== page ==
How Much Do You Know About Corporal Punishment?


A Test

by John Fish


 
 
 
  1. "Tough Love," "Dare To Discipline," and "Spank Me If You Love Me" are titles of recent:

  2. S/M Movies;
    bondage and discipline novels;
    books on raising children.
     
  3. Indiana Moral Majority spokesperson Rev. Greg Dixon says that welts and bruises on children are:

  4. a sign of child abuse which should be reported to the proper authorities;
    a sign of disrespect for the human body, which is God's temple;
    a sign that a parent is doing a good job on discipline.
     
  5. A social studies teacher at North Dade Junior High (Florida) picked up a seventh-grade student by both feet and struck his head on the floor, then kicked the boy in the ribs and stepped on his face. According to 'school officials, this assault:

  6. will be prosecuted by them to the fullest extent of the law;
    has resulted in the placement of the teacher in a hospital for severely disturbed patients;
    may cost the teacher his job.

 

Answers:


If you chose the third response as the answer to the above questions, you have a perfect score. It is a myth of our culture that corporal abuse of young people by adults is the appropriate and most effective way to teach them to be cooperative and respectful of others. Every year more than 60,000 minors are reported to have been beaten, burned, or otherwise physically abused by adults [Footnote 1] ~ usually their parents or guardians. And these 60,000 represent only the ones whose abuse is severe enough to be termed "excessive" or "unreasonable".

Schools are generally a safer place for young people than homes ~ at least children are not as likely to be beaten to death there ~ but corporal abuse, rationalized as "discipline" or "motivation to do better," still occurs in schools on an all-too-frequent basis. In Chicago ~ where corporal punishment is officially prohibited in public schools ~ a substitute teacher told a Chicago Tribune reporter that she had turned down a permanent assignment to a school because of the way pupils there were treated. Other teachers at the same school told the reporter of seeing teachers there "punching pupils in the stomach, throwing them against the wall, and hitting them with yardsticks, shoes and belts." In the same article, a teacher at another school said, "Teachers will take a yardstick and wind it with masking tape so it doesn't leave a mark. I see teachers in the lunchroom twisting ears all the time. Maybe 50 percent of the schools have some physical abuse."[Footnote 2]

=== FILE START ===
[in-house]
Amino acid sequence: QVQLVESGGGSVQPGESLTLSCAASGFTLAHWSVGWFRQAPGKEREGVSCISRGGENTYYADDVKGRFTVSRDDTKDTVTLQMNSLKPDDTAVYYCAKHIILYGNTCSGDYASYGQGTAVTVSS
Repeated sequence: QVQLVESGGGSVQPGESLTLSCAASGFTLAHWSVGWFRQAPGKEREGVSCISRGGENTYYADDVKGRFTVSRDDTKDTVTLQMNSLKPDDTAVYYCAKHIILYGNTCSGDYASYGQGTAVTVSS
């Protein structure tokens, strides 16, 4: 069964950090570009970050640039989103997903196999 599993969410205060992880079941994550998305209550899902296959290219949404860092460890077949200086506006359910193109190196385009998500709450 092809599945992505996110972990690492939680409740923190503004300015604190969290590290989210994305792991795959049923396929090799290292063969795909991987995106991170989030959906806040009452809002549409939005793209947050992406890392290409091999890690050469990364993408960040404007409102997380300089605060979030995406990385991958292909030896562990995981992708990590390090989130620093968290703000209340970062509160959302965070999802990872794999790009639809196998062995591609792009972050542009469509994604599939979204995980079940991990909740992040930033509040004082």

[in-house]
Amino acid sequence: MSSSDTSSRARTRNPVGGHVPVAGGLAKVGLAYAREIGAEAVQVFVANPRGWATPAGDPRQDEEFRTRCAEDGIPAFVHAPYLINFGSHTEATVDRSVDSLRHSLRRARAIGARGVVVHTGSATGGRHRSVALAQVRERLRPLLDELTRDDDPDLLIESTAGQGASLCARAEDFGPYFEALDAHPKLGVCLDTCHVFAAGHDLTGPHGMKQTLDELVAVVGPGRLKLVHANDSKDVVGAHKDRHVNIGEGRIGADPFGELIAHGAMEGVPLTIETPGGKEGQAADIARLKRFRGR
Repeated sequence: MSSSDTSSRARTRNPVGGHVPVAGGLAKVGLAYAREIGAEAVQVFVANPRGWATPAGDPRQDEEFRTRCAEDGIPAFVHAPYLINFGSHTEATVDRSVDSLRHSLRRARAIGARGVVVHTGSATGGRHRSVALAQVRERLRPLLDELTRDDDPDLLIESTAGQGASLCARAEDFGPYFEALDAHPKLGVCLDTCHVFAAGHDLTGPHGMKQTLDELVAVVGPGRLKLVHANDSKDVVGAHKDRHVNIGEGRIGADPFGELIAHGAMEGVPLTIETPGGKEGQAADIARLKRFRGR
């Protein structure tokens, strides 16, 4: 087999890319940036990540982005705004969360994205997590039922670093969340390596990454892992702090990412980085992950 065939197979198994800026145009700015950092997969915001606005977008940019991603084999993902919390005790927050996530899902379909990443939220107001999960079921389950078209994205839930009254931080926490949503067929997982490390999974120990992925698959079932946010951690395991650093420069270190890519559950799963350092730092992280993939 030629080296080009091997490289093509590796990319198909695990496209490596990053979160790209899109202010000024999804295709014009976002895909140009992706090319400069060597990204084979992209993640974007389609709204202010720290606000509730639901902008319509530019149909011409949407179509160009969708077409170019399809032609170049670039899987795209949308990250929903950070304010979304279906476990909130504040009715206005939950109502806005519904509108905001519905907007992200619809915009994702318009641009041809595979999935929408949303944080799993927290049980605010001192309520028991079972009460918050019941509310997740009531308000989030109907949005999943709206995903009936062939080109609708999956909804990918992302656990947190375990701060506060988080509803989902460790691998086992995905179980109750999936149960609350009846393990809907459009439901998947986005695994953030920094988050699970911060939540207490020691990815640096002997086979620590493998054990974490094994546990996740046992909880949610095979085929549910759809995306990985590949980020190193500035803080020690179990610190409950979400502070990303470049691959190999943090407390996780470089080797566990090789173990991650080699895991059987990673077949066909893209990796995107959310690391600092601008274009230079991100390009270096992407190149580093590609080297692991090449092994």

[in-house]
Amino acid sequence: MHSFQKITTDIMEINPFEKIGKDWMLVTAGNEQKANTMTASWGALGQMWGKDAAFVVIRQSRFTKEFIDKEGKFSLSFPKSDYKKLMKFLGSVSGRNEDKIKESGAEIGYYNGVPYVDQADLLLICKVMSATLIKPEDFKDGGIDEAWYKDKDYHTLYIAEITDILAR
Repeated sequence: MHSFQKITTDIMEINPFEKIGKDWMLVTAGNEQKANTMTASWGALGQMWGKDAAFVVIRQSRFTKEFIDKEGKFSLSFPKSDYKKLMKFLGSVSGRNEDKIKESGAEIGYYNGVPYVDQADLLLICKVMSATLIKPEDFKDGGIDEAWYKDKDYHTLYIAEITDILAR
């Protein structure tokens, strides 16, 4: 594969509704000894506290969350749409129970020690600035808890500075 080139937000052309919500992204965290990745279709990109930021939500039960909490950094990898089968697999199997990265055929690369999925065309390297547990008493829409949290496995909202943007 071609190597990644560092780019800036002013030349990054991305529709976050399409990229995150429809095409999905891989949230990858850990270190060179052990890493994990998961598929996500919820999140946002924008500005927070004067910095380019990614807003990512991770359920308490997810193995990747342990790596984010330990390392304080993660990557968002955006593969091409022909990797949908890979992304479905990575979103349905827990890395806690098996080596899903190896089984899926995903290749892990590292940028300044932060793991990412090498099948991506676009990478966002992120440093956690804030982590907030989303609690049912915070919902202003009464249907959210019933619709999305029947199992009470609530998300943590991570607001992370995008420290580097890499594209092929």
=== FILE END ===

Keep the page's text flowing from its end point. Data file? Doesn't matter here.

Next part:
Illinois is not unique. It is not even the worst. That distinction presently belongs to the state of Arkansas [Footnote 3], where one out of every eight students is physically abused by teachers, as opposed to a national average of one in 28. In Florida, the long-time leader in corporal abuse of students until recent legislative changes, black students are still twice as likely to be beaten as their white classmates [Footnote 4]. Students in private schools are more likely to be beaten than those in public schools, with teachers in so-called "Christian" schools beating students most often and most severely [Footnote 5].

Nancy Berla, director of a hotline project run by the National Committee for Citizens in Education, says that from the calls they have received it appears that paddling is applied mostly to younger students. Of 4,000 calls received by the hotline during their first year of operation, 70 percent were complaints of physical assaults on students by teachers. "In many schools teachers carry their paddles attached to their belts," says Mrs. Berla. "The teachers are accustomed to using the paddle on children for petty or trivial behavior, such as being late to class, not having the right color pencil, missing the school bus home, talking at lunch time, or being out of their seats without permission." [Footnote 6]

Yet young people are still less likely to be assaulted by a teacher than by a parent or guardian. While it is not a strong one, the movement to halt physical assaults on students by teachers and principals is far more popular than the movement to halt all physical assaults on the young, including those committed by parents.

Our culture views physical assaults on young people as acceptable within certain limits of reasonableness. It is not the physical assault of the minor that is viewed as wrong, but the abuse of the limited privilege to assault minors granted by this cultural myth.